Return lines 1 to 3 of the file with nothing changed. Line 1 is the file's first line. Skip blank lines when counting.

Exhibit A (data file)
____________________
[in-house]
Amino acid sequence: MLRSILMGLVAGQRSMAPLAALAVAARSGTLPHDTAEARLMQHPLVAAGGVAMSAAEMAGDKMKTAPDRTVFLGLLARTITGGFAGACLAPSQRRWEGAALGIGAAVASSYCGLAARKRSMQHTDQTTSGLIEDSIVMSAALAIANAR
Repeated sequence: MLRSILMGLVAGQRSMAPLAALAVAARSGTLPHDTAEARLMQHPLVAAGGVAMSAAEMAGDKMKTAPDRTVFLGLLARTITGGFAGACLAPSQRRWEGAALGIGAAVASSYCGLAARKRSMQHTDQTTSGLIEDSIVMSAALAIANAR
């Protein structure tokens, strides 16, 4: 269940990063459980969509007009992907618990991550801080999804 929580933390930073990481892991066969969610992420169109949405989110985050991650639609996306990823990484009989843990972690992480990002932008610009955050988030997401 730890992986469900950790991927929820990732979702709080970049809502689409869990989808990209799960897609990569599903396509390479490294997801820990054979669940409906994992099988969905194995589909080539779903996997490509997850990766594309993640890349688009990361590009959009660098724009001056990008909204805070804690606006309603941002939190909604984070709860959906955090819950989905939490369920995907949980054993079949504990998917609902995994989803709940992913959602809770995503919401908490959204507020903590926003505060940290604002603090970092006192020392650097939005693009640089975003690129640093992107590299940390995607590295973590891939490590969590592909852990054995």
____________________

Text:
[in-house]
Amino acid sequence: MLRSILMGLVAGQRSMAPLAALAVAARSGTLPHDTAEARLMQHPLVAAGGVAMSAAEMAGDKMKTAPDRTVFLGLLARTITGGFAGACLAPSQRRWEGAALGIGAAVASSYCGLAARKRSMQHTDQTTSGLIEDSIVMSAALAIANAR
Repeated sequence: MLRSILMGLVAGQRSMAPLAALAVAARSGTLPHDTAEARLMQHPLVAAGGVAMSAAEMAGDKMKTAPDRTVFLGLLARTITGGFAGACLAPSQRRWEGAALGIGAAVASSYCGLAARKRSMQHTDQTTSGLIEDSIVMSAALAIANAR